Novel phosphate ester is low foaming and easy to use in a variety of metal working formulations.
Clariant has launched a new and innovative phosphate ester offering outstanding performance and superior sustainability in metal working fluid formulations.
Hostaphat 1738 combines extreme pressure performance with an excellent low foam profile and strong emulsification properties. It can be incorporated into semi-synthetic, synthetic, soluble oil and straight oil formulations and its ease of use into this variety of metal working formulations makes the new ester a prime choice for formulators and production managers.
Hostaphat 1738 also offers superior sustainability features. It is 50% bio-derived due to the natural alcohol used and contains significantly less phosphorous than standard phosphate esters.
“The theory that more is better is usually the case in our industry, with an assumption that you need more phosphorous content for an ester to perform well with regards to lubricity. With Hostaphat 1738 we have proven that not to be the case, achieving the same performance as esters that contain a higher phosphorous content, which can harm machines and the environment, ” said Jeff McManus, Business Director, North America, Industrial and Consumer Specialties.
Based on Clariant’s low foaming surfactant line, the product development team worked to further enhance this chemistry to function as both an extreme pressure additive that augments the performance of emulsifiers. This provides an additional tool for metal working fluid manufacturers and formulators to improve lubricity, emulsion stability and performance with one multi-functional product.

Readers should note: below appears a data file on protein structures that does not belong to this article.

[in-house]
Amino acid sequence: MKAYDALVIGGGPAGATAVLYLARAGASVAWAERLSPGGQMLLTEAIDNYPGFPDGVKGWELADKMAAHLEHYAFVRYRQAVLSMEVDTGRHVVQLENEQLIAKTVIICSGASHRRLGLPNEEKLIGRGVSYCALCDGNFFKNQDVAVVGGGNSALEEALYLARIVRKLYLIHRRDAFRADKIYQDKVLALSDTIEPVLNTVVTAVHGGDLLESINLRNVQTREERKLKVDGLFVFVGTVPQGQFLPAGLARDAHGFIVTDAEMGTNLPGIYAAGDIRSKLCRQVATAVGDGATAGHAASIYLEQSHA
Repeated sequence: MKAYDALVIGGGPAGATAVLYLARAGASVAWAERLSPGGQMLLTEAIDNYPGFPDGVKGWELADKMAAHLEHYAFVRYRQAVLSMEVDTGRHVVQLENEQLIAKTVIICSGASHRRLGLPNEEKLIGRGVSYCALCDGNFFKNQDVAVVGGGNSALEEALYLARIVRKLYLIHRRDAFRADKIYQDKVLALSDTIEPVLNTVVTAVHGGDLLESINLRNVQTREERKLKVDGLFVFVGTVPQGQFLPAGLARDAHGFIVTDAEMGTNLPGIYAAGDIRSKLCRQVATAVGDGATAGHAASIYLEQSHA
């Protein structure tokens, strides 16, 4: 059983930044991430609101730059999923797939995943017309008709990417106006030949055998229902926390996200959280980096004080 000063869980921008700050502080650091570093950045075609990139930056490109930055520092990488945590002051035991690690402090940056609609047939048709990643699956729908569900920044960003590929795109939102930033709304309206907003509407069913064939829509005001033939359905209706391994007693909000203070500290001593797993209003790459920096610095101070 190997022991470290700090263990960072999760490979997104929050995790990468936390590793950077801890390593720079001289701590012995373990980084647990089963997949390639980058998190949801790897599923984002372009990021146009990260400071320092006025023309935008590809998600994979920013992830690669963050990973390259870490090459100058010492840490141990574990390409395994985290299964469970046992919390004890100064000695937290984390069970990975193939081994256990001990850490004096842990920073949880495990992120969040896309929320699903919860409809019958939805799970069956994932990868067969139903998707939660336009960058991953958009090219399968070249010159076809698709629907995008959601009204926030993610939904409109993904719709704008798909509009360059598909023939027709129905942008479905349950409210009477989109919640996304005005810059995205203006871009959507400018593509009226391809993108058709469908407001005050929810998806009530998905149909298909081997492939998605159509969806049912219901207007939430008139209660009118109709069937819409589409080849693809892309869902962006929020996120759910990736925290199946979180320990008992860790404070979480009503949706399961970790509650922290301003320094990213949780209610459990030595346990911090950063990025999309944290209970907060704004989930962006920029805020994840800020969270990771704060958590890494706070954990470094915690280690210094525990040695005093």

“Hostaphat 1738 has benefits throughout the entire life cycle of the metal working fluid. The foam reduction aids increase throughput, its stability extends the working life of a material and when it does come time to treat and discharge, the reduction in phosphorous minimizes the environmental impact, so it really does, cradle to grave, have an effect on performance and sustainability,” concluded Jeff McManus.
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